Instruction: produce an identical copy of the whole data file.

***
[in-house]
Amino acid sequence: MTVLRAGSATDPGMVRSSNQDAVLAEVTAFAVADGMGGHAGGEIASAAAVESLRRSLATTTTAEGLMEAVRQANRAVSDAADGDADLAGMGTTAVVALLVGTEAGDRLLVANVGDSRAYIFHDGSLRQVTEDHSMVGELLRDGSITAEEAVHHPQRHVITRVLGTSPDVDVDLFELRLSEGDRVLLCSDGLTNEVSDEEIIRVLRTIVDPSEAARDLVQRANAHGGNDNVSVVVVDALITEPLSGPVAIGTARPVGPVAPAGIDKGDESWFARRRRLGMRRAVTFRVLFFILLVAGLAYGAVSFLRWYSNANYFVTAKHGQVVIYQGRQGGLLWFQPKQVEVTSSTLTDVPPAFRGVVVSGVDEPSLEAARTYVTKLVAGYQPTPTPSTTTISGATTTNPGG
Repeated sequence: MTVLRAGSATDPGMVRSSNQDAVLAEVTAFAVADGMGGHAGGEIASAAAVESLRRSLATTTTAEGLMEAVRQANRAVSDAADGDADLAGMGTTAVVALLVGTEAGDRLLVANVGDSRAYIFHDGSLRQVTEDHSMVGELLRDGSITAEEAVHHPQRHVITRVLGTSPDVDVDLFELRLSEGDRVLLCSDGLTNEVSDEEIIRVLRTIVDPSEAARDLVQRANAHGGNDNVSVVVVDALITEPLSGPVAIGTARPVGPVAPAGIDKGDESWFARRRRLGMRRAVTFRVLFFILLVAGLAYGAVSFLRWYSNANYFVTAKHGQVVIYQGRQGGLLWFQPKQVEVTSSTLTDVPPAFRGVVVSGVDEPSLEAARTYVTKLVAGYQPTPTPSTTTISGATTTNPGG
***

[in-house]
Amino acid sequence: MTVLRAGSATDPGMVRSSNQDAVLAEVTAFAVADGMGGHAGGEIASAAAVESLRRSLATTTTAEGLMEAVRQANRAVSDAADGDADLAGMGTTAVVALLVGTEAGDRLLVANVGDSRAYIFHDGSLRQVTEDHSMVGELLRDGSITAEEAVHHPQRHVITRVLGTSPDVDVDLFELRLSEGDRVLLCSDGLTNEVSDEEIIRVLRTIVDPSEAARDLVQRANAHGGNDNVSVVVVDALITEPLSGPVAIGTARPVGPVAPAGIDKGDESWFARRRRLGMRRAVTFRVLFFILLVAGLAYGAVSFLRWYSNANYFVTAKHGQVVIYQGRQGGLLWFQPKQVEVTSSTLTDVPPAFRGVVVSGVDEPSLEAARTYVTKLVAGYQPTPTPSTTTISGATTTNPGG
Repeated sequence: MTVLRAGSATDPGMVRSSNQDAVLAEVTAFAVADGMGGHAGGEIASAAAVESLRRSLATTTTAEGLMEAVRQANRAVSDAADGDADLAGMGTTAVVALLVGTEAGDRLLVANVGDSRAYIFHDGSLRQVTEDHSMVGELLRDGSITAEEAVHHPQRHVITRVLGTSPDVDVDLFELRLSEGDRVLLCSDGLTNEVSDEEIIRVLRTIVDPSEAARDLVQRANAHGGNDNVSVVVVDALITEPLSGPVAIGTARPVGPVAPAGIDKGDESWFARRRRLGMRRAVTFRVLFFILLVAGLAYGAVSFLRWYSNANYFVTAKHGQVVIYQGRQGGLLWFQPKQVEVTSSTLTDVPPAFRGVVVSGVDEPSLEAARTYVTKLVAGYQPTPTPSTTTISGATTTNPGG